When my shift was over, I took time to browse and pick some books I like. I went home with free books for me and my kids.

Like I said in my column, “I went home not only with a good feeling in my heart, but also with some good books in my hand. I also felt I got more back than I gave of my time and effort.”

I definitely got a lot more back than I gave.

By the way, I was so focused on the event today, I totally forgot my daughter’s piano lesson. I got a call from the piano teacher and asked me where I was. I had to leave quickly. Luckily, we were done picking books and was about to leave. I just couldn’t believe I forgot it. This never happened before.

The incident just shows a book lover can easily get lost in books and forgets everything else.

Why volunteering?

There is a time for everything, and a season for every activity.

During the current season of my life, I spend a lot of time on my two kids. On most afternoons or evenings they have activities for which I am the dedicated chauffeur. I don’t have much time left to pursue other interests besides reading and writing.

One thing I would like to do is to volunteer. I have volunteered to do fundraising for non-profit organizations, to help with library book sale in the community and with health & wellness related causes in my workplace.

I would like to do more when I have more time in the future.

Last week I went to a presentation on volunteering by Sue Moyer of the Greater Twin Cities United Way Caring Connection to learn more about volunteering. Sue Moyer shared the following interesting facts about volunteering.

According to University of Minnesota Psychologist Mark Snyder, PhD, who studies volunteerism, 45% of adults in US volunteer. The # 1 reason for volunteering is a matter of values. Concern for others, altruism – part of being human is helping others.

Dr. Snyder identified five primary motivations for volunteering.

(1) Values. Volunteering to satisfy personal values or humanitarian concerns.  For some people, it’s an expression of faith – desire to serve and give back.

(2) Community concern. Volunteering to help a particular community, such as a neighborhood or group, to which you feel attached.

(3) Esteem enhancement. Volunteering to feel better about oneself, or escape other pressures.

(4) Understanding. Volunteering to gain a better understanding of other people, cultures or places.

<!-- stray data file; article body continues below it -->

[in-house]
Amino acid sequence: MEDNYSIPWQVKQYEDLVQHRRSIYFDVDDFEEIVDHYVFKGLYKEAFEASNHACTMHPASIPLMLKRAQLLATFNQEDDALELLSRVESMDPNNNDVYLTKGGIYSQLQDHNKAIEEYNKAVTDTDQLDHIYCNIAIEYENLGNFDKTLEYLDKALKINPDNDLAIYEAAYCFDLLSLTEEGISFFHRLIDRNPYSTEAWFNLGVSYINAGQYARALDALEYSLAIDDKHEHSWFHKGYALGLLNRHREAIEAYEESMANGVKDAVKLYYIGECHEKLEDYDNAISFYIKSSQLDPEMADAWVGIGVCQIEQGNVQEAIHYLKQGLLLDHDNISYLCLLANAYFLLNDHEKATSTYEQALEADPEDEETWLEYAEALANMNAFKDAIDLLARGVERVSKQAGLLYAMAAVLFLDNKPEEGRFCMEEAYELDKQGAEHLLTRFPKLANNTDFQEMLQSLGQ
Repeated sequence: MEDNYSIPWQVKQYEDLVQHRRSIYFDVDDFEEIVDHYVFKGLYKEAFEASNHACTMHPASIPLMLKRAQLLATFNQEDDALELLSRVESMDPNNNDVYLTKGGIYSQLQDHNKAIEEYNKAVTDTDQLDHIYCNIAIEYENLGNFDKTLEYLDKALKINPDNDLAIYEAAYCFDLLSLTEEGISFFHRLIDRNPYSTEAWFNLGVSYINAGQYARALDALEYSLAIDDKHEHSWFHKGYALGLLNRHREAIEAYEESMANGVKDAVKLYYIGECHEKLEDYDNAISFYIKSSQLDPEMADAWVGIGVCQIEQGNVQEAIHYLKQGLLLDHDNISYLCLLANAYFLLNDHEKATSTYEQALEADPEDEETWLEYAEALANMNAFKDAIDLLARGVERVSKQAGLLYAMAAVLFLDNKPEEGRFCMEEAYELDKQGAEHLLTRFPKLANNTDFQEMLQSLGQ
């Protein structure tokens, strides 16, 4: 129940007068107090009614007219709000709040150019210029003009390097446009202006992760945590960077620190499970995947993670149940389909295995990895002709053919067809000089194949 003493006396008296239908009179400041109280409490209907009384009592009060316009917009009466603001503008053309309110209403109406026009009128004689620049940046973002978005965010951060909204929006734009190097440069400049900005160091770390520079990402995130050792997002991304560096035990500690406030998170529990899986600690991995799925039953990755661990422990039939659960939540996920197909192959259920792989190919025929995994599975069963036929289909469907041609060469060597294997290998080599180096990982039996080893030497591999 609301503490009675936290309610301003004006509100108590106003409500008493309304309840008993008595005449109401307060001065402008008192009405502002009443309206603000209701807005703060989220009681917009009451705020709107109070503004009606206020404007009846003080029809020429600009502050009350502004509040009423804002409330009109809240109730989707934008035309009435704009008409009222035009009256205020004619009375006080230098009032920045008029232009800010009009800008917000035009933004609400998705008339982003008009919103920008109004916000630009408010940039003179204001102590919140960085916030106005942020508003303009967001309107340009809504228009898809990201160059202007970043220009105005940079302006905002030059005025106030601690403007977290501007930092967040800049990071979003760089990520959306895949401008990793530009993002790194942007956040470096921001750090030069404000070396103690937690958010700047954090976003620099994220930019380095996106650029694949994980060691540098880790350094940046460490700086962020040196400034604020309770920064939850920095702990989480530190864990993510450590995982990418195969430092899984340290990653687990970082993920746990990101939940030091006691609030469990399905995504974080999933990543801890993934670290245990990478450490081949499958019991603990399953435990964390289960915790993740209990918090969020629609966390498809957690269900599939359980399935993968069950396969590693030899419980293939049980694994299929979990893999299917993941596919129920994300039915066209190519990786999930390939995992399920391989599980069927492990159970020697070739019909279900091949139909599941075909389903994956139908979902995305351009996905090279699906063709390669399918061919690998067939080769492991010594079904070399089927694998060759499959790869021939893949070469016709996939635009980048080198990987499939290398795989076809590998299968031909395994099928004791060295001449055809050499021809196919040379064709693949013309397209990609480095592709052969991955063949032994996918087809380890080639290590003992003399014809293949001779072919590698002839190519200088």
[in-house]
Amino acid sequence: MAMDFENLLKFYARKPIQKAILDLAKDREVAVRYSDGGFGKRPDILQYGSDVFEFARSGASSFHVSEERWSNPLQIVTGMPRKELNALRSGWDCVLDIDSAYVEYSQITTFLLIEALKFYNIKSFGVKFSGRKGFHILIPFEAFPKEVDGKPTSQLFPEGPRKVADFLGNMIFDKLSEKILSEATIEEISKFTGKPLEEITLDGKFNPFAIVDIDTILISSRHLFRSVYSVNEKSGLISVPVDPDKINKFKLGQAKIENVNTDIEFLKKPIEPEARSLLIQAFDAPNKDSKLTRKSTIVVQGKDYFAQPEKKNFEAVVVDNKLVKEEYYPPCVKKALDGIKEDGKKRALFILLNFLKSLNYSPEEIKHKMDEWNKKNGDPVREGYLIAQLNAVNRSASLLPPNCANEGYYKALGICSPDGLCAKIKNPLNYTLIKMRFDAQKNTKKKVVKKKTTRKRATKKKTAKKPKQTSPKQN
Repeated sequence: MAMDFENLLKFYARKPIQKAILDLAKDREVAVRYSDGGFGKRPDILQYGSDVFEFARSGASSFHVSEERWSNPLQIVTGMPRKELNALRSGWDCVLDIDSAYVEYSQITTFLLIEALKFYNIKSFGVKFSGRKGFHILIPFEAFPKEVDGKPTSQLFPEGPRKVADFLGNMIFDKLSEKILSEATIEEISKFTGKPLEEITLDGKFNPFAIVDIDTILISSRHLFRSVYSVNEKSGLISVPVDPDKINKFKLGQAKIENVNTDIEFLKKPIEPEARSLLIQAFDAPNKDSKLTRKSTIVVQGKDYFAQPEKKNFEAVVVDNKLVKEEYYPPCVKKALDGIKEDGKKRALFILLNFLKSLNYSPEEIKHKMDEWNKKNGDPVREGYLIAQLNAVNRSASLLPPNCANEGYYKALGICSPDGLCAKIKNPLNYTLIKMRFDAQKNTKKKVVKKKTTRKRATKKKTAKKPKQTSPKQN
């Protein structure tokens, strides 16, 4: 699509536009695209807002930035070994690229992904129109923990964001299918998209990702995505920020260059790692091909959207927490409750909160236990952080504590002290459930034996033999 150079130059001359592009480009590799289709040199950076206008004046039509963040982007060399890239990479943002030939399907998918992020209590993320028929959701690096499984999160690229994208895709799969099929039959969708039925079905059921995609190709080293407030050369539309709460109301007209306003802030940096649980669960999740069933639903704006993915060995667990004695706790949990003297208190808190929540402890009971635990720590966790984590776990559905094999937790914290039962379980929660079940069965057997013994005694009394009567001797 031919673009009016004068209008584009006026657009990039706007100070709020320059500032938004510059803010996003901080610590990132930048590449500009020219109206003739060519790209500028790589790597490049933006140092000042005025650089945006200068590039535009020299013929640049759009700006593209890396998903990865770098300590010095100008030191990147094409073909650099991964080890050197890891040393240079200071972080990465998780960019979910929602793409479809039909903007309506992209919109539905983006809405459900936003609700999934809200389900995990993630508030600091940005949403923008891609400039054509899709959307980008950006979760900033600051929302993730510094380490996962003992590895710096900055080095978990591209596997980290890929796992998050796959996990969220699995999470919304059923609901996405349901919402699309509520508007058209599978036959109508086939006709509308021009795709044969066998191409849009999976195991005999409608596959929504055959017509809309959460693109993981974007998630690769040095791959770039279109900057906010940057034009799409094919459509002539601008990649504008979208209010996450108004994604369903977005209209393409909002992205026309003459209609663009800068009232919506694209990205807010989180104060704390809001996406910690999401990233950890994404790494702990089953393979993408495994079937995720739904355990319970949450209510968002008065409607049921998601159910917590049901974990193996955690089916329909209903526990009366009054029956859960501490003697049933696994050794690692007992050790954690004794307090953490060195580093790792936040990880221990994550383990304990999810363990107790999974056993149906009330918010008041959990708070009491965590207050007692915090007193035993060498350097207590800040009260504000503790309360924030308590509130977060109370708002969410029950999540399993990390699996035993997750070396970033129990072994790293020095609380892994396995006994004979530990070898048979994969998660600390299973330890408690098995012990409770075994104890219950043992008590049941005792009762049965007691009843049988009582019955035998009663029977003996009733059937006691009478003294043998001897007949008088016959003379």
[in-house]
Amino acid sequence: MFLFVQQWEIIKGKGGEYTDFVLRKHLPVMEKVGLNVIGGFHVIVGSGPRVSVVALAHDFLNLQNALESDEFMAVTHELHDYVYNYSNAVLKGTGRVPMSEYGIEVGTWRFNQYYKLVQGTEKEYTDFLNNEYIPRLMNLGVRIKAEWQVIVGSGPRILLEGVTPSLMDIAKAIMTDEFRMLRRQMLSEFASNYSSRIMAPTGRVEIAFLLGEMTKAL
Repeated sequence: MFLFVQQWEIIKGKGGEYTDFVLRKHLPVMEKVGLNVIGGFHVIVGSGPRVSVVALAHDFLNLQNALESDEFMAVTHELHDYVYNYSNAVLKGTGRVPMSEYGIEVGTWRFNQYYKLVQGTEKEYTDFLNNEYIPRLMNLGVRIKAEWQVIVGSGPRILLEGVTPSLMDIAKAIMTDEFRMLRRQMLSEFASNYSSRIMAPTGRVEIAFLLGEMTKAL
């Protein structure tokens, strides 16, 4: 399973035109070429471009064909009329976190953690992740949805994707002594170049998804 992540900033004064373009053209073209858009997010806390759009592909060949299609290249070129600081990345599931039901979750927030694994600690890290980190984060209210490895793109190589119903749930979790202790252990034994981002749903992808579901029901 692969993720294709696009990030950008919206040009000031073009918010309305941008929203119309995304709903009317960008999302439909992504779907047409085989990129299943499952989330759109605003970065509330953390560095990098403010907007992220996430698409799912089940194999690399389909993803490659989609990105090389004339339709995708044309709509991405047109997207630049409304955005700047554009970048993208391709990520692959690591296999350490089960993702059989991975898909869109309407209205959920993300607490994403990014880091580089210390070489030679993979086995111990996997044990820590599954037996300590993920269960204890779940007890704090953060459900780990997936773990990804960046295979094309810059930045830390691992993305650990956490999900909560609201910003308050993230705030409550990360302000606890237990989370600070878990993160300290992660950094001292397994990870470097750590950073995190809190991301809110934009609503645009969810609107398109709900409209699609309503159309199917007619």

(5) Personal development. Volunteering to challenge yourself, meet new people and make new friends, or acquire new skills and further one’s career. Unemployed wants to work for a nonprofit to enhance her resume and gain experience. Volunteering can lead to full-time employment.

There are many benefits of volunteering. In addition to what’s mentioned above, volunteering can improve personal health and wellness.

Survey done by UnitedHealth Group and Volunteer Match in March 2010 (4582 respondents) shows:

  • 41 % of the people they surveyed had volunteered in the past year
  • 52% of those reported volunteering on a regular basis
  • 45% of the volunteers donated 50 hours or more a year (the mean was 120 hours)

Most popular volunteer activities reported in this study were:

  • Fundraising (26%)
  • Collections, preparation, distribution or serving of food (21%)
  • Tutoring or teaching (20%)
  • Provide professional or management assistance, including serving on a board or committee (18%)

The following are a few things to consider when you think about volunteering:

  • Why? What’s the motivation? – what do you want out of it? Meet new people, learn new skill, expression of faith, desire to give back?
  • What? What issues interest you? – What are you passionate about? hunger, homelessness, literacy, animal, children?
  • How? What are your skill sets? – technical, musical or learn a new skill
  • When? What’s your time frame? – how much time, time of day and day of week, ongoing or one-time commitment, etc. 
  • Where? What location? – close to home or work

How can you find volunteer opportunities?

Use United Way Caring Connection. It’s a searchable database with several parameters:

  • interest area
  • by agency
  • projects good for – groups, teens – find an activity for your family, kids or 55+
  • distance from your zip code

Remember, helping others can enrich your life and make your community a better place to live.

Volunteering at Afton State Park

My kids and I spent two hours this morning at the Afton State Park to do some volunteer work. The event was organized by a state agency for the state employees. Four other state parks in Twin Cities also participated in the event.

There were about 40-50 volunteers at the Afton State Park. We were divided into different groups. Our group of seven helped with the buckthorn removal.

We were given a trail section. We cut down buckthorn on each side of the trail. The purpose of trimming the trails is to create wide open ski trails once the snow falls.